“Exhaustion is my reality. At four o’clock, I’m wiped, totally wiped.”
Patricia is 33, happily married as far as marriages go, one kid, steadily employed in the usual American less-than-satisfying corporate job, good eating habits, and, until recently, a health club goer a couple/three times a week. Now she’s too tired for that. Just looking at her, you can tell she’s dragging. Circles under her eyes and she needs to blink a couple of times to bring a thought to the surface.
One tuckered out woman.
Patricia brought in blood tests from her primary care doc and everything looked fine. Blood count, metabolic profile (checking for diabetes and kidney or liver disease), thyroid function, iron level. He even did screening tests for mono, autoimmune inflammation, and, because it’s the new hot topic, Lyme. At a sleep lab, she was told there was no evidence of a sleep disorder.
Nada. Nothing. She exhaustedly absorbed the mantra of contemporary medicine: “We can’t find anything wrong with you. All your tests are normal. Do you think you might be depressed?”
Patricia told me she didn’t think she was depressed, though contemplating feeling like this for the rest of her life could send her in that direction. Really, if she had the energy to call a babysitter she’d love to go out with her husband.
The 4 pm crash gives us a clue
Although Patricia had never been an energizer bunny in the morning, now she wakes up feeling like she hasn’t slept at all. To snap her brain into gear for work, these days she downs a couple of extra shot lattes. She knows she’ll function at two thirds capacity until 3 or 4 in the afternoon, when she becomes so tired she melts like a warm ball of Silly Putty. Then, a few hours later, at 8 or 9 (much to her annoyance, since it’s just before bedtime), she’ll get a strange burst of energy, just enough to interfere with sleep. Recently, though, even this energy burst is history.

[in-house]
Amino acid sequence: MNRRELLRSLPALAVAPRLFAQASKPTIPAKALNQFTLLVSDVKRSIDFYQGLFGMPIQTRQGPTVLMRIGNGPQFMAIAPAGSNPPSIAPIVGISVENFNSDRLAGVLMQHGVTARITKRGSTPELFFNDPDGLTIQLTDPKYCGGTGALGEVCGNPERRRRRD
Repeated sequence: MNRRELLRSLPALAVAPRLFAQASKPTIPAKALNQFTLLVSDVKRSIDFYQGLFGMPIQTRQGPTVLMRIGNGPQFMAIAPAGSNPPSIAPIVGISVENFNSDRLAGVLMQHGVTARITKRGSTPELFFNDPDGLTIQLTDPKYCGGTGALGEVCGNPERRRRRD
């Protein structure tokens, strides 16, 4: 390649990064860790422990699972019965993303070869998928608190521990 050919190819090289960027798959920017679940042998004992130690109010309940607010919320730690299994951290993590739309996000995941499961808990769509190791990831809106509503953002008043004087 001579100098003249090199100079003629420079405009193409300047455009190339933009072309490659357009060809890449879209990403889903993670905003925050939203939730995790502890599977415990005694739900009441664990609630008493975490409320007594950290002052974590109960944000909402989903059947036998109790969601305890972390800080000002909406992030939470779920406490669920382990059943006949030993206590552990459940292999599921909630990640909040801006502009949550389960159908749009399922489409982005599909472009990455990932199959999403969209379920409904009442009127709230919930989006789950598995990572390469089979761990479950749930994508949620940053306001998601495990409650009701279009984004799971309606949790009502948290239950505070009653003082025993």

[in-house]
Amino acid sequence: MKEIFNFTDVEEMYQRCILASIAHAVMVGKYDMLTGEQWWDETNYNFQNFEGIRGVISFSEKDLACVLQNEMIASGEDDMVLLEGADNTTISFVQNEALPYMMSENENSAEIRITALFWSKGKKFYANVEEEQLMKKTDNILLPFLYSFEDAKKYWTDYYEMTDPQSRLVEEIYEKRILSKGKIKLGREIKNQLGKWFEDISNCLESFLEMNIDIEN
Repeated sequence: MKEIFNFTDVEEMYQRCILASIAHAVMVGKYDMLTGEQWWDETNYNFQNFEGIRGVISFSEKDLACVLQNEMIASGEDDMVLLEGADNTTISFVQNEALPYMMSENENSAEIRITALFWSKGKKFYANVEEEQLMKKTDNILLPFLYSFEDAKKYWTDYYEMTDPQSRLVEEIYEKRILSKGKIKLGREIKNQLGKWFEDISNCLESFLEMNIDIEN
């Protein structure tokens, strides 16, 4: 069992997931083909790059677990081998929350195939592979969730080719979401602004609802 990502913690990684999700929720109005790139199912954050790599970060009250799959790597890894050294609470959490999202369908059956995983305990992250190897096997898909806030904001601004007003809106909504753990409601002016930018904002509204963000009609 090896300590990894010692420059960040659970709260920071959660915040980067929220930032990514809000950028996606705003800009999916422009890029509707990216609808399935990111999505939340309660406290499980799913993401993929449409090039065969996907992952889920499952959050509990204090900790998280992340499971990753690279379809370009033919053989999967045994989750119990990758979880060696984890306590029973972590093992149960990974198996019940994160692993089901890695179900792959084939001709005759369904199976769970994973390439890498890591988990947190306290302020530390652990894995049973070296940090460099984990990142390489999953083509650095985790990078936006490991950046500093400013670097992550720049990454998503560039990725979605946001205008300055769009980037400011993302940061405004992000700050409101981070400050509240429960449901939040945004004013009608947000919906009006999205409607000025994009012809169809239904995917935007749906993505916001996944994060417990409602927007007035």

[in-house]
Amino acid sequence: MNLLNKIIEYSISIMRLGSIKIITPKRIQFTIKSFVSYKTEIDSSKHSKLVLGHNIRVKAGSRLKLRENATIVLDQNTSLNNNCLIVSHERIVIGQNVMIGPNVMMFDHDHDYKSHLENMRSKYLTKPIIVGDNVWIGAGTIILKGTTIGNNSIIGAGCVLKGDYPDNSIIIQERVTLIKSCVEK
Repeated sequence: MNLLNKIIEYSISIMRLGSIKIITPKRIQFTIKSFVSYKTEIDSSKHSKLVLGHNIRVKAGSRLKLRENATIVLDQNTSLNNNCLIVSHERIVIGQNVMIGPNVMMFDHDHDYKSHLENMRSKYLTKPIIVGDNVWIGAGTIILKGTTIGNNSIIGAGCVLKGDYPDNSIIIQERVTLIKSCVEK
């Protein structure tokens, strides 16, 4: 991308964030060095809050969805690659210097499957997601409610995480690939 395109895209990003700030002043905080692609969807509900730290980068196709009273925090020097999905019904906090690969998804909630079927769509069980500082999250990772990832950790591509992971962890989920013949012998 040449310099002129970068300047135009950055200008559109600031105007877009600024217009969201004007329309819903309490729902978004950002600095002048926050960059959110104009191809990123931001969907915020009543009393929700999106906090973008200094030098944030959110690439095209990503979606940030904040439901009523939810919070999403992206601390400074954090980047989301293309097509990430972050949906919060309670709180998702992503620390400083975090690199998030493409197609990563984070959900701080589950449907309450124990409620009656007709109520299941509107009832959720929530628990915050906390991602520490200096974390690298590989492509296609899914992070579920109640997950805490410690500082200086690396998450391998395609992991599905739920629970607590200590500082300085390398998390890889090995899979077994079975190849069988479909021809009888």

My bet was on her adrenal glands, two walnut-sized structures that sit atop the kidneys. If you put your hands on your hips, your thumbs will be just about where your adrenals are located.
Your adrenals are actually two separate glands. The first, called the medulla, is within, surrounded by the second, the adrenal cortex. Envision a plum. The seed of the plum is the medulla, the fruit the cortex. Both the medulla and the cortex are your front-line responders to stress. However, the medulla, connected to your brain and nervous system, is your first responder and it works really fast.
Threatened by a mugger? Signals from your brain to your adrenal medulla trigger a burst of adrenalin that turns you into a temporary superwoman. (“Here’s a face full of pepper spray, punk!”)
The adrenal cortex, indirectly connected to your brain through the pituitary–the master gland that also controls your thyroid and ovaries (or testicles, depending)–is the slower, second responder.
The cortex deals with chronic stress, and its several hormones regulate metabolism (especially glucose for energy), reduce inflammation, and control blood pressure by balancing sodium.
Your adrenal cortex is good for a day’s work before it needs to be charged up at night. Think of it as a one-day battery you recharge during sleep. Its hormone, cortisol, starts the day at a high level and then dwindles out by evening. It trusts that you’ll sleep at night in order for it to be at the top of its game in the morning.